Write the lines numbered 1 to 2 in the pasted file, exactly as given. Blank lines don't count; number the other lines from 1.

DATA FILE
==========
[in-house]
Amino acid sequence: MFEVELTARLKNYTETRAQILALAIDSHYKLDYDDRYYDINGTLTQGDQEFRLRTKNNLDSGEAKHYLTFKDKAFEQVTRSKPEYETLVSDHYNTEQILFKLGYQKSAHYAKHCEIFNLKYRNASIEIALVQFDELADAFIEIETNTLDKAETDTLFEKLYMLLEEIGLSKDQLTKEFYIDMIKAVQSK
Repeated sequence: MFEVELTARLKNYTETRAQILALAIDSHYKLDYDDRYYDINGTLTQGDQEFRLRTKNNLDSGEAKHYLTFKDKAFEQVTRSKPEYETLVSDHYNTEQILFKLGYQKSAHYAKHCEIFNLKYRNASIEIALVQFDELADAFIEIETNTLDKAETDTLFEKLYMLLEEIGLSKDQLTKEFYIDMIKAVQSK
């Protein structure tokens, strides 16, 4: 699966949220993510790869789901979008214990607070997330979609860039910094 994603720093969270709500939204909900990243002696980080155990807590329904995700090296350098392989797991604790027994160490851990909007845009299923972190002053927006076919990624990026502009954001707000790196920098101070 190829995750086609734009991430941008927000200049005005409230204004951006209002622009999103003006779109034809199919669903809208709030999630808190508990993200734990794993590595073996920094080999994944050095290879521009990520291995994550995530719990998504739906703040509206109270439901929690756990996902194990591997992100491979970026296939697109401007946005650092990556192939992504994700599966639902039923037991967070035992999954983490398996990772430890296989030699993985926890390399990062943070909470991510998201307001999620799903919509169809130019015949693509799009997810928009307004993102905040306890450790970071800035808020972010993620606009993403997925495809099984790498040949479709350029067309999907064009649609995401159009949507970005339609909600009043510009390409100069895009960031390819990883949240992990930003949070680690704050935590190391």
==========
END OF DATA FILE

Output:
[in-house]
Amino acid sequence: MFEVELTARLKNYTETRAQILALAIDSHYKLDYDDRYYDINGTLTQGDQEFRLRTKNNLDSGEAKHYLTFKDKAFEQVTRSKPEYETLVSDHYNTEQILFKLGYQKSAHYAKHCEIFNLKYRNASIEIALVQFDELADAFIEIETNTLDKAETDTLFEKLYMLLEEIGLSKDQLTKEFYIDMIKAVQSK